Masters Studies in Polar Law at the University of Akureyri
The University of Akureyri invites applications for masters studies in Polar Law with the West Nordic Studies option to start in Fall 2016. Two study lines are available: a 120 ECTS LLM programme and a 120 ECTS MA programme. Students will begin their studies in Akureyri, where they will take 30 ECTS of coursework in the first term. In Spring 2017, they will then take a one-semester exchange at either Nord University in Bodø, Norway, or the University of Greenland in Nuuk, where they will take another 30 ECTS of coursework. In the academic year 2017-18, students return to Akureyri to complete a further 30 ECTS of coursework and write a 30 ECTS thesis.
Polar Law describes the legal regimes applicable to the Arctic and the Antarctic. The masters programmes are developed and delivered as interest in the Arctic and the Antarctic are at a high. Climate changes are having a dramatic effect on the Arctic and Antarctic and multiple threats to the environment are sending serious danger-signals and calling for urgent measures; speculation is high regarding new shipping routes and natural resources; the Arctic Council is creating innovative modes of regional governance; Arctic States map and stake their entitlements to the Arctic Ocean floor; nations inside and outside of the Poles work together to manage fisheries; ethical, legal and sociological debates arise around the consumption of marine mammals; questions of national and local governance are moving forward on national and international agendas; indigenous peoples are claiming their rights to manage their own communities, lands and resources; and Arctic inhabitants pursue economic development.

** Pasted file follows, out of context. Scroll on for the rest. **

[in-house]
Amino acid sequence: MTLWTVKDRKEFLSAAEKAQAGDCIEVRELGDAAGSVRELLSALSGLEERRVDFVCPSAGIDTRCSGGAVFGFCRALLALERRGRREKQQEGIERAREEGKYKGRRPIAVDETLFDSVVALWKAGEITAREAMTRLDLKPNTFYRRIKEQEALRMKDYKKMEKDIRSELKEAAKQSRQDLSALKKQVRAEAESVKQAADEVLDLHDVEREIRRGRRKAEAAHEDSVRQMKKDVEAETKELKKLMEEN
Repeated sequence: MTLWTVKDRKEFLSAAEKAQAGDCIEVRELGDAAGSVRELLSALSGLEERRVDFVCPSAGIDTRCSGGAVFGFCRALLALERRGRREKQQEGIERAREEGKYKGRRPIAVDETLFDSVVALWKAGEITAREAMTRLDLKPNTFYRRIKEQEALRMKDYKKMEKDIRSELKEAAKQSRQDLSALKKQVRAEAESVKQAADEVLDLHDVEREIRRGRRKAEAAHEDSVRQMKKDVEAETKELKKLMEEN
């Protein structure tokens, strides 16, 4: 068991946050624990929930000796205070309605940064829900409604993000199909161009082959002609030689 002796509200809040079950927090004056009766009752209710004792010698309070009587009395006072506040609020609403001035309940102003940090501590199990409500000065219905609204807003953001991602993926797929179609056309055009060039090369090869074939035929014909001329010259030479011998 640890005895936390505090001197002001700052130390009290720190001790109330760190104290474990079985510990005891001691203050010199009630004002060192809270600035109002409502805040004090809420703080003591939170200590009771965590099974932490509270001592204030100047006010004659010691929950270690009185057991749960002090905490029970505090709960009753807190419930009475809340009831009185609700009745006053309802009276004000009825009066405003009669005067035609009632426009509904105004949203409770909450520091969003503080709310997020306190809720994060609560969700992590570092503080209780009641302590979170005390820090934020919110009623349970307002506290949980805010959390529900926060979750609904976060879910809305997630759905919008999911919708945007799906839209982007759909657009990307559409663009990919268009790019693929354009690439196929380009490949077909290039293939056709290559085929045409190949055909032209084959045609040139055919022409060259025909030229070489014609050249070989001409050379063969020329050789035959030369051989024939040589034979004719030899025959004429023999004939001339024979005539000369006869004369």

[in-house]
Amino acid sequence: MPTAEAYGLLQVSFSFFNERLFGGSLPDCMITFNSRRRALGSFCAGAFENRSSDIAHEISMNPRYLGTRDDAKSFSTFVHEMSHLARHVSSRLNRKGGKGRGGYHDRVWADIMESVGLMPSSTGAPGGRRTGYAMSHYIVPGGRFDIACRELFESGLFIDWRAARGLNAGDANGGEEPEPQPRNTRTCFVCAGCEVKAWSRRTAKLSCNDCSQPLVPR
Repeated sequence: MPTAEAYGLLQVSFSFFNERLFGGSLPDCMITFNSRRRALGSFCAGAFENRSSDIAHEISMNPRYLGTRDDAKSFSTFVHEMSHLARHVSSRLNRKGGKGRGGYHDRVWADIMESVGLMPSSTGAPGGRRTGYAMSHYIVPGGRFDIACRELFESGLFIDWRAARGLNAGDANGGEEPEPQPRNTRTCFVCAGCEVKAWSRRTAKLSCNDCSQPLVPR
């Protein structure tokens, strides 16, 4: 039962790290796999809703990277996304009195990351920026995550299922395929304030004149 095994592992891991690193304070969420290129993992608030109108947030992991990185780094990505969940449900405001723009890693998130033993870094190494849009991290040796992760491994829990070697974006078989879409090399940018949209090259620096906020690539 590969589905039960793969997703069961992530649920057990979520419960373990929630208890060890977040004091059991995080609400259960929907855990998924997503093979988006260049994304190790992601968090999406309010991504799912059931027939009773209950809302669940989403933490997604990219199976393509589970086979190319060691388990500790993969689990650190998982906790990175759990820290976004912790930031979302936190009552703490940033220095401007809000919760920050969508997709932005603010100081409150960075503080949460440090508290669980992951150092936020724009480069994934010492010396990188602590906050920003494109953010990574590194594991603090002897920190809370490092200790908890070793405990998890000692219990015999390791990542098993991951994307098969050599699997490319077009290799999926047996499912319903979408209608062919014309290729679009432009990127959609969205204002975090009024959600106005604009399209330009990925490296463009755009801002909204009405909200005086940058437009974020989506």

The West Nordic Studies cooperative programme offers students the opportunity to study at a partner institution to enrich the learning experience and offer a broader perspective to meet the challenges the region is facing today. These include the social implications of climate change; long distances; limited working opportunities; gender issues in society and education; threats to indigenous culture and societal security; contested issues of identity and cultural heritage; the quest for natural resources; good governance; and sustainable management of resources.
Students with a BA degree or equivalent in law are eligible for the LLM; students with undergraduate degrees in other fields are eligible for the MA.
Non-EEA students: 1st May 2016
EEA students: 5th June 2016
Please contact Professor Rachael Lorna Johnstone: email@example.com
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